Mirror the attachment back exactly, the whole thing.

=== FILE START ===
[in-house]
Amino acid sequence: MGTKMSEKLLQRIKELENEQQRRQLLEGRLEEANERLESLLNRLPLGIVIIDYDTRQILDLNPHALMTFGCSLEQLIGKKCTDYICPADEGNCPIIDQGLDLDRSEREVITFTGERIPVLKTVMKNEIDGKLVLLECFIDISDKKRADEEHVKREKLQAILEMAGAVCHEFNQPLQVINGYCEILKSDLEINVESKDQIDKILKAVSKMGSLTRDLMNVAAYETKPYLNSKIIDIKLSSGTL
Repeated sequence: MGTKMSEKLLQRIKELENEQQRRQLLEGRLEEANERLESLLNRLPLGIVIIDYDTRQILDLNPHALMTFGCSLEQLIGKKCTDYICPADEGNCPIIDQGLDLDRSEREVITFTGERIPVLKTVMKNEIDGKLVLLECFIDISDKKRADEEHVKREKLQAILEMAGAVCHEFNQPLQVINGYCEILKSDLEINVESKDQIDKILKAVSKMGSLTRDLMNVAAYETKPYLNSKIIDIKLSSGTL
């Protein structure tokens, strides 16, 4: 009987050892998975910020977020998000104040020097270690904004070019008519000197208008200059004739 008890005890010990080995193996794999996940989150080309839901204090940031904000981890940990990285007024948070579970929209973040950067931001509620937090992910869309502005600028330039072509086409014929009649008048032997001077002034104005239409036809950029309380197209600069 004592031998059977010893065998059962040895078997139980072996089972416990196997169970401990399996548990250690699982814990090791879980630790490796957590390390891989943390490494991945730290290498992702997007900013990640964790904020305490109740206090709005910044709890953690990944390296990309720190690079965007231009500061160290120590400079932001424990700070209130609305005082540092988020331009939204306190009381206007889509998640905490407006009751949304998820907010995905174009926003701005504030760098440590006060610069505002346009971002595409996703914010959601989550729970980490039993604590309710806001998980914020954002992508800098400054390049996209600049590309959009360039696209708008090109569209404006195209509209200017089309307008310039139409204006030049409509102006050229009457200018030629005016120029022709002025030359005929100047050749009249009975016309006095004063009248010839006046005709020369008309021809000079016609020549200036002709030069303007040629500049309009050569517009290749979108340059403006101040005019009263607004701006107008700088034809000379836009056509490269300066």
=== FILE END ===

[in-house]
Amino acid sequence: MGTKMSEKLLQRIKELENEQQRRQLLEGRLEEANERLESLLNRLPLGIVIIDYDTRQILDLNPHALMTFGCSLEQLIGKKCTDYICPADEGNCPIIDQGLDLDRSEREVITFTGERIPVLKTVMKNEIDGKLVLLECFIDISDKKRADEEHVKREKLQAILEMAGAVCHEFNQPLQVINGYCEILKSDLEINVESKDQIDKILKAVSKMGSLTRDLMNVAAYETKPYLNSKIIDIKLSSGTL
Repeated sequence: MGTKMSEKLLQRIKELENEQQRRQLLEGRLEEANERLESLLNRLPLGIVIIDYDTRQILDLNPHALMTFGCSLEQLIGKKCTDYICPADEGNCPIIDQGLDLDRSEREVITFTGERIPVLKTVMKNEIDGKLVLLECFIDISDKKRADEEHVKREKLQAILEMAGAVCHEFNQPLQVINGYCEILKSDLEINVESKDQIDKILKAVSKMGSLTRDLMNVAAYETKPYLNSKIIDIKLSSGTL
């Protein structure tokens, strides 16, 4: 009987050892998975910020977020998000104040020097270690904004070019008519000197208008200059004739 008890005890010990080995193996794999996940989150080309839901204090940031904000981890940990990285007024948070579970929209973040950067931001509620937090992910869309502005600028330039072509086409014929009649008048032997001077002034104005239409036809950029309380197209600069 004592031998059977010893065998059962040895078997139980072996089972416990196997169970401990399996548990250690699982814990090791879980630790490796957590390390891989943390490494991945730290290498992702997007900013990640964790904020305490109740206090709005910044709890953690990944390296990309720190690079965007231009500061160290120590400079932001424990700070209130609305005082540092988020331009939204306190009381206007889509998640905490407006009751949304998820907010995905174009926003701005504030760098440590006060610069505002346009971002595409996703914010959601989550729970980490039993604590309710806001998980914020954002992508800098400054390049996209600049590309959009360039696209708008090109569209404006195209509209200017089309307008310039139409204006030049409509102006050229009457200018030629005016120029022709002025030359005929100047050749009249009975016309006095004063009248010839006046005709020369008309021809000079016609020549200036002709030069303007040629500049309009050569517009290749979108340059403006101040005019009263607004701006107008700088034809000379836009056509490269300066």